The report by the Washington-based Center for Global Development, co-authored by India’s former chief economic adviser Arvind Subramanian, included deaths from all causes since the start of the pandemic through June this year.
India’s official tally of more than 414,000 deaths is the world’s third highest after the United States and Brazil, but the study adds to growing calls from experts for a rigorous nationwide audit of fatalities.
A devastating rise in infections in April and May, driven largely by the more infectious and dangerous Delta variant, overwhelmed the healthcare system and killed at least 170,000 people in May alone, official data show.
“What is tragically clear is that too many people, in the millions rather than hundreds of thousands, may have died,” the report said, estimating between 3.4 million and 4.9 million excess deaths during the pandemic.
But it did not ascribe all excess deaths to the pandemic.
“We focus on all-cause mortality, and estimate excess mortality relative to a pre-pandemic baseline, adjusting for seasonality,” the authors said.
The health ministry did not immediately respond to a Reuters email seeking comment.
Some experts have said excess deaths are the best way to measure the real toll from COVID-19.
“For every country, it’s important to capture excess mortality – the only way to prepare the health system for future shocks and to prevent further deaths,” Soumya Swaminathan, the chief scientist of the World Health Organization, said on Twitter.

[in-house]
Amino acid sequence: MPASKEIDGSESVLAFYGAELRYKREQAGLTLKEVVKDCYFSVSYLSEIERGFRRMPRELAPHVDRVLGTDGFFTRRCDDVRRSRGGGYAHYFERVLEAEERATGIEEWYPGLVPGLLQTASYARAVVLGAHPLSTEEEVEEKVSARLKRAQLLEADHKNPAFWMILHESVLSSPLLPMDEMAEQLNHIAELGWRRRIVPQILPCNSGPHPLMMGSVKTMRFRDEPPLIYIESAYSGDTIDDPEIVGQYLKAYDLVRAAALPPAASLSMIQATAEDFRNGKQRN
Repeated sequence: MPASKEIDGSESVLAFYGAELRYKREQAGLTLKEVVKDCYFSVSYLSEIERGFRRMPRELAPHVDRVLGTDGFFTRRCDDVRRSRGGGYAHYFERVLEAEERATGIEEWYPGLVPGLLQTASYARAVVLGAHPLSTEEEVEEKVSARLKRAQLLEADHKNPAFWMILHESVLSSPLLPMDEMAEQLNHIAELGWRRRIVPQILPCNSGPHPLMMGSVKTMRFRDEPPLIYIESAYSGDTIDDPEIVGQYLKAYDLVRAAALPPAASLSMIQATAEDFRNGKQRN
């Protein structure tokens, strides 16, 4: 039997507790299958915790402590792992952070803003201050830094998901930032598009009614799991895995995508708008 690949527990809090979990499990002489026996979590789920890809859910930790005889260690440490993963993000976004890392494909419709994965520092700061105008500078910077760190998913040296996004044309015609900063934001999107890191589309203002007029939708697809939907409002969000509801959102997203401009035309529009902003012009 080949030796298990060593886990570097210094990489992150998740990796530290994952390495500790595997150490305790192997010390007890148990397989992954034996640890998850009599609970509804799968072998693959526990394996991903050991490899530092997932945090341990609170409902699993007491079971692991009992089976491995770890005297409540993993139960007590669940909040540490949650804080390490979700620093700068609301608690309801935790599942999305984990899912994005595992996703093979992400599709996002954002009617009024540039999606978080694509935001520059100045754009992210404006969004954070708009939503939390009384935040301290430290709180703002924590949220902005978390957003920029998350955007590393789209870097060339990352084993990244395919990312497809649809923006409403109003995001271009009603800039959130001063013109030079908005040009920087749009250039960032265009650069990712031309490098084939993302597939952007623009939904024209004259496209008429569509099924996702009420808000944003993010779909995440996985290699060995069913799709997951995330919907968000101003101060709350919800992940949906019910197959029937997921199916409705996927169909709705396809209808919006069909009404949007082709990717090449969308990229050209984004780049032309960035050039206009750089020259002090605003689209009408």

The New York Times said the most conservative estimate of deaths in India was 600,000 and the worst-case scenario several times that. The government has dismissed those figures.
Health experts blame the undercounting largely on scarce resources in the vast hinterland home to two-thirds of India’s population of nearly 1.4 billion, and also many deaths at home without being tested.
India has reported a decline in daily infections from a May peak, with Tuesday’s 30,093 new cases making up its lowest daily count in four months.
Prime Minister Narendra Modi’s government has also been criticised for a messy vaccination campaign that many say helped worsen the second wave of infections.
Just over 8% of eligible adult Indians have received both vaccine doses.
In July, the government administered fewer than 4 million daily doses on average, down from a record 9.2 million on June 21, when Modi flagged off a free campaign to inoculate all 950 million adults.